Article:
The castle is located in the centre of the city and was very easy to reach, being just a handful of stops away from us on the Chuo line of the Osaka metro. It is set within a huge area of green space; we didn’t get time to fully explore the gardens during our visit to the castle so we will be going back again for these as they are one of the main green spaces in Osaka.

Osaka Castle – they’re not going to need a bigger moat.


Osaka Castle – the main entrance bridge to the Ote-mon gate.

The grounds of the castle are free to enter and explore, which we duly did. There were lots of information plaques around to explain the features and points of interest, and in particular some of the stone blocks used in the walls were truly massive – the picture below shows a couple of “stones” that are huge single blocks with smaller stones fitted around.

Osaka Castle – some of the stone blocks inside the Ote-mon gate.

Our destination was easy to spot inside the grounds; the castle itself is pretty unmistakable, rising from its central position within the huge estate it dominates. It is very impressive and is very much the classic vision of a Japanese castle – a definitive focal point that we found was missing from Nijo Castle in Kyoto during our visit there a couple of weeks ago.

Osaka Castle – yep that’s it in all its splendour.


The main castle building itself is in fact the castle museum; there is virtually nothing left inside of the original features, which seems rather a shame. Set over eight floors you can learn the history of the castle and the most famous battles – the Summer and Winter wars – though the English information is somewhat limited but still enough to get an idea.

Once again, unsurprisingly, there is limited photography permitted, and the areas with the best and most interesting exhibits are banned for cameras. It’s very frustrating too to see people blatantly taking pictures with their camera-phones when the guards aren’t looking, while we are being good and diligent tourists. So unfortunately no pictures of the samurai armour and helmets, the battle drum, the silk screens, and other great artefacts we saw in the museum.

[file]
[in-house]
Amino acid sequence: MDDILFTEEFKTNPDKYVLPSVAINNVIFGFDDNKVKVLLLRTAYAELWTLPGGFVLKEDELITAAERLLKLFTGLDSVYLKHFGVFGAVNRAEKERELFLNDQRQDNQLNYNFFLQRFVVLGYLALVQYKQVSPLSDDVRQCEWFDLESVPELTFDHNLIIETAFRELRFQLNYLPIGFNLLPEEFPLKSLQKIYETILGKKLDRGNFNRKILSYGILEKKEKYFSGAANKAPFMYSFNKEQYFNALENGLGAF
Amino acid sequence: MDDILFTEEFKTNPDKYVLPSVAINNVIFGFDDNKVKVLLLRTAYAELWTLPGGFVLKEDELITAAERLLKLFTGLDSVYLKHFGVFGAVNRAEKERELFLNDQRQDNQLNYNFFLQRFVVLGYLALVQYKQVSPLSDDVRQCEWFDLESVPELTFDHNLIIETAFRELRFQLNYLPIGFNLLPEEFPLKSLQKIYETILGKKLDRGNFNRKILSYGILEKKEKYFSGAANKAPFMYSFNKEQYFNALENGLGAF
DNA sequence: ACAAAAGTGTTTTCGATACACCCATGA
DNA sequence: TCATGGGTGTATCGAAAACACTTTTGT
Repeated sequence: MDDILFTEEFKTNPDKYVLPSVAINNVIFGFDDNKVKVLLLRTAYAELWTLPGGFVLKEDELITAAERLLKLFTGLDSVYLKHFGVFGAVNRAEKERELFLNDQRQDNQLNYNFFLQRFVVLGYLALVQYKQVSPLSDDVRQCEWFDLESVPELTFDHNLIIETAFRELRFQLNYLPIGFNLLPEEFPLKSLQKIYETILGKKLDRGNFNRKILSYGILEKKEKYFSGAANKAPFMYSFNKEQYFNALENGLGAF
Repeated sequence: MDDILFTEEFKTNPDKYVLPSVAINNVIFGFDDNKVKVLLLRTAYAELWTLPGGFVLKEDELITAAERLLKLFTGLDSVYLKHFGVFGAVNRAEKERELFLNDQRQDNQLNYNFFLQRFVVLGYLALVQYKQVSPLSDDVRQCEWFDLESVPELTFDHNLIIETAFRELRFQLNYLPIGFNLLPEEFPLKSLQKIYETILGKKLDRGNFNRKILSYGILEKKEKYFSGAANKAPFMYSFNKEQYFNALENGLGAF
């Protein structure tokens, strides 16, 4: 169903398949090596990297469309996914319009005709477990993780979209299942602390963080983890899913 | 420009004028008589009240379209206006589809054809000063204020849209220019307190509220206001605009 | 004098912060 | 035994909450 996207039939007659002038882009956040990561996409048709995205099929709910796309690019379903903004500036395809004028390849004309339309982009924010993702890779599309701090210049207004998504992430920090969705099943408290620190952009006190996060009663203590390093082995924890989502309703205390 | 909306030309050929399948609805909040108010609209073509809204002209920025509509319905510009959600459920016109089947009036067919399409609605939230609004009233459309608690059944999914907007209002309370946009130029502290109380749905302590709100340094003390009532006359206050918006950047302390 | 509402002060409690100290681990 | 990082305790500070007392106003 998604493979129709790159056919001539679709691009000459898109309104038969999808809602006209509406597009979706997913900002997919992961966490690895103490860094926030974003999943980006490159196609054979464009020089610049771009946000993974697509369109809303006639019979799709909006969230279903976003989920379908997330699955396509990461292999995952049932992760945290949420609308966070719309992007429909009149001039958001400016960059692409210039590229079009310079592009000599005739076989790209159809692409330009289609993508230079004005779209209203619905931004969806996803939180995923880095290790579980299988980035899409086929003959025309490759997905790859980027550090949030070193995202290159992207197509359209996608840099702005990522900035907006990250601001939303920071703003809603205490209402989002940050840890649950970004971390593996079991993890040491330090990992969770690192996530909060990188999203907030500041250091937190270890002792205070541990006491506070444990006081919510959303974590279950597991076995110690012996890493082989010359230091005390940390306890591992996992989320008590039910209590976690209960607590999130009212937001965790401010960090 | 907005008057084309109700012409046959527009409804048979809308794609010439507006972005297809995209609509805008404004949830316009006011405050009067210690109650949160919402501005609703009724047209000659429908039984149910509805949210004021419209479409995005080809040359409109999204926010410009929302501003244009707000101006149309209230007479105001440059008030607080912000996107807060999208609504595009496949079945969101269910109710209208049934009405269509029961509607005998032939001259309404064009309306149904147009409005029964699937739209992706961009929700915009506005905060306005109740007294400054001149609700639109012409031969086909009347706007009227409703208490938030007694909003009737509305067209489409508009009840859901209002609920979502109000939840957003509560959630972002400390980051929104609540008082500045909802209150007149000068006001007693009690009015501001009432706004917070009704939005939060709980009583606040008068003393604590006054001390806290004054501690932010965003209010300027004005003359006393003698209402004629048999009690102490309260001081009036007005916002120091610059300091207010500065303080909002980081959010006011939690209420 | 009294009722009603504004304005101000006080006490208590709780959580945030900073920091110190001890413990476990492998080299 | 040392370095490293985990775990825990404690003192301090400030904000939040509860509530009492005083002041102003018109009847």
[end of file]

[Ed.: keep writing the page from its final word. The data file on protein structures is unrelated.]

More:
You can climb up to the top floor of the castle and get some good views over Osaka city – we cheated and used the lift most of the way up to save our poor feet.



Shachihoko – a mythical tiger-headed fish. These were said to spit water when touched by fire, and were charms to protect the building. They didn’t work…

Osaka Castle is definitely one of the most iconic – and beautiful – buildings we’ve visited so far in Japan, and we’re looking forward to seeing a little more of it when we return to explore the gardens.

36. Here Comes The Rain Again

from “Touch”, Eurythmics, 1983.

With Osaka only around 35 miles from Kyoto it seemed somewhat excessive to take the Shinkansen between the two cities and so we opted to for the JR Special Rapid Service. The Thunderbirds were considered for a while: great excitement was to be had upon the discovery of Thunderbirds beyond the known Thunderbirds 1 to 5, and Thunderbird 23 in particular was temping us with its convenient departure and arrival time. But we needed to get to Osaka station and not Shin-Osaka station, which is where the Shinkansen and Thunderbirds arrived, so no Thunderbird 23 (sorry Jeff Tracy).

All in all it was a pretty trouble free journey and we are getting quite adept at navigating and moving through busy stations and terminals whilst manhandling a large and small trolley case each; basically it’s “look out anyone coming the other way, chic and fashionable luggage coming through and we don’t take any prisoners!”

JR Special Rapid Service – it’s a service that is special and rapid.

We piled on the 12:00 to Osaka and 28 minutes later (not 27 or 29, come on these are Japanese trains) we were there and switching to the Osaka Loop Line to get to our next Airbnb apartment.